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American military leaders said the soldiers would help counter the Islamic extremist group al-Shabab in the Horn of Africa country.
US President Joe Biden on Monday authorized the return of several hundred American troops to Somalia, reversing a decision by his predecessor, Donald Trump.
Defense Secretary Lloyd Austin requested the deployment "to reestablish a persistent US military presence in Somalia to enable a more effective fight against al-Shabab, which has increased in strength and poses a heightened threat.''
Around 500 US troops would help train and provide support to Somali forces in their fight against al-Shabab. The New York Times reported that Biden also approved a plan to target about a dozen suspected leaders of al-Shabab.
The decision came a day after Somali lawmakers elected Hassan Sheikh Mohamud as the country's new president.
The US had about 700 mostly special operations forces in the country helping local forces battle al-Shabab and other "Islamic State" militants before Trump ordered a withdrawal in late 2020.
Since then, US soldiers have been deployed to Somalia for short rotations but Pentagon officials did not see that as "effective long-term strategy.''
The decision to station forces in Somalia was intended "to maximize the safety and effectiveness of our forces and enable them to provide more efficient support to our partners," said Adrienne Watson, a National Security Council spokesperson.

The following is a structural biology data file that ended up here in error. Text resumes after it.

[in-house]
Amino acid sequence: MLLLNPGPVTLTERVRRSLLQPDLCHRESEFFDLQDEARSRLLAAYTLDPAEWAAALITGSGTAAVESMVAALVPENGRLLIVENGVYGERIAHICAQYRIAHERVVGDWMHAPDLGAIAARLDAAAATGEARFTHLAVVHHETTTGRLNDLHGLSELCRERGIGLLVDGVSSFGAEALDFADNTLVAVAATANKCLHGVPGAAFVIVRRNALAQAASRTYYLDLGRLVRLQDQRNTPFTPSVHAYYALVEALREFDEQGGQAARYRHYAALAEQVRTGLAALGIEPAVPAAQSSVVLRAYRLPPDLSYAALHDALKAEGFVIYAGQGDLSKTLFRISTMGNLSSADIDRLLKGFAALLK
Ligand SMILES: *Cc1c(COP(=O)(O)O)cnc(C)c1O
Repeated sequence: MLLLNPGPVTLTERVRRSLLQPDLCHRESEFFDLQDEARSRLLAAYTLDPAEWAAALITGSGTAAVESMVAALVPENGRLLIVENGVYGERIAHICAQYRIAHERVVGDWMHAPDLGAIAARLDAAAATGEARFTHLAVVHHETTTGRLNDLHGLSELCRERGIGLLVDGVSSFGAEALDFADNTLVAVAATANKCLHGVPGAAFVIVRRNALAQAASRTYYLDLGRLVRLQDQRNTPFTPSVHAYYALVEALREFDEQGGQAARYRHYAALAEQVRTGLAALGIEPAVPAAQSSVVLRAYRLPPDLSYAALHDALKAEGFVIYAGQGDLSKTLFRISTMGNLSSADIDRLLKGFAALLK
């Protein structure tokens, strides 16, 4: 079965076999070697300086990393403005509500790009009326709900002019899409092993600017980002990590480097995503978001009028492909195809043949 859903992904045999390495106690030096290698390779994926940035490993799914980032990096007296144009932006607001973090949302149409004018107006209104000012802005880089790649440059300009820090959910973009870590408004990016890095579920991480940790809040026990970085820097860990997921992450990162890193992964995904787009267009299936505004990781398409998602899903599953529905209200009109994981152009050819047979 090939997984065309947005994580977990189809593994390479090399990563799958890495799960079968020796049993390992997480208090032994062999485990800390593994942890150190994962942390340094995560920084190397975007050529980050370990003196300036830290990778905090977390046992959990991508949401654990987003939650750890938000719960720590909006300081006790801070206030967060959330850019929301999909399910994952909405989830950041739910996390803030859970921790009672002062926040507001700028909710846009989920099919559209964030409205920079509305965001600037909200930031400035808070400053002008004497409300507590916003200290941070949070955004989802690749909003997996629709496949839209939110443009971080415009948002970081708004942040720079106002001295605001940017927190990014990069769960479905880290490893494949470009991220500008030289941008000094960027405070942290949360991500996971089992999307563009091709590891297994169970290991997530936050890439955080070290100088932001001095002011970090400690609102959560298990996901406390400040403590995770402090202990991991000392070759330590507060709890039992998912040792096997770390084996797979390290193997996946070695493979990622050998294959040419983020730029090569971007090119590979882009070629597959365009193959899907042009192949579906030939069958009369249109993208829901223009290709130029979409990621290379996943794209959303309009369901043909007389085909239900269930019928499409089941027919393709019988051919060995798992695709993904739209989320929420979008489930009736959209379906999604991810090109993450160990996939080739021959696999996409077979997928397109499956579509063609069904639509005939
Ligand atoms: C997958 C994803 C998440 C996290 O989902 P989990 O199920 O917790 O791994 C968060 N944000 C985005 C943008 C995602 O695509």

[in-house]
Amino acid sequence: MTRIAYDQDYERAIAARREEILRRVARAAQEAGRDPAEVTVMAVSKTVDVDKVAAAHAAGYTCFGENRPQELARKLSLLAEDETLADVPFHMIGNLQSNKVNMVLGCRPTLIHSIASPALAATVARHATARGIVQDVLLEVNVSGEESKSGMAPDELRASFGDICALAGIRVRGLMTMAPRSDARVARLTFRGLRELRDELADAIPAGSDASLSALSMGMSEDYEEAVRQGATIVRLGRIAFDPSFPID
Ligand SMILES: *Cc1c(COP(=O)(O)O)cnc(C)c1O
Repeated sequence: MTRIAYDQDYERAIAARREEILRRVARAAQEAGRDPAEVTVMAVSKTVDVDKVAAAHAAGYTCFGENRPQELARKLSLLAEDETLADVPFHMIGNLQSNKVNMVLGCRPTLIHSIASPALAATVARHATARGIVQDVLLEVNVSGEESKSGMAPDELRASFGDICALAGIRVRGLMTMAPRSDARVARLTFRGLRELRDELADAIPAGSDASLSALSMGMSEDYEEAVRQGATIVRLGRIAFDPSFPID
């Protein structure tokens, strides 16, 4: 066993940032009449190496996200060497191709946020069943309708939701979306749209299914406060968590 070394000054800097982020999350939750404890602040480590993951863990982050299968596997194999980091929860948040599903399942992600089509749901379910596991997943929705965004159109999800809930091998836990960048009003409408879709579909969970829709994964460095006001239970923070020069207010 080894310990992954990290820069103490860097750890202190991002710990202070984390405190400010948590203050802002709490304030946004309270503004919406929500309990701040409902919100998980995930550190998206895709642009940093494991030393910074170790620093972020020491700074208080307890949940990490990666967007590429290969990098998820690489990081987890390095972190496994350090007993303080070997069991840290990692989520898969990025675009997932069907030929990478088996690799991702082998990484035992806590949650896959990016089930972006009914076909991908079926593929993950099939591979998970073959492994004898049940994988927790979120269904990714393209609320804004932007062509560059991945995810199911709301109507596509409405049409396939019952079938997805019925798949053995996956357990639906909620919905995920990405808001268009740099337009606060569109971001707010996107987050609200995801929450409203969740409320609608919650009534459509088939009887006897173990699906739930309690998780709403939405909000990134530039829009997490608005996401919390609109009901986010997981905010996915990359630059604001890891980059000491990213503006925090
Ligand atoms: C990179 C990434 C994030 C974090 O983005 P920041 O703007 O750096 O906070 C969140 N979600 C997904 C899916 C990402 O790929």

Al-Shabab, which has ties with al-Qaeda, opposes Somalia's federal government and frequently stages lethal attacks in the Horn of Africa nation.
The insurgent group that controls much of the country has made territorial gains against the federal government in recent months.
It reversed the gains of African Union peacekeepers who once had pushed the militants into remote areas of the country.
Austin said the group posed a "heightened threat."
Al-Shabab has killed more than a dozen Americans in East Africa, including three in a January 2020 attack on a base used by US counterterrorism forces in Kenya.
Also in 2020, the US charged a Kenyan man who attended flight school in the Philippines with plotting to hijack a plane and fly it into a tall building in a US city on behalf of al-Shabab.
lo/msh (AP, Reuters)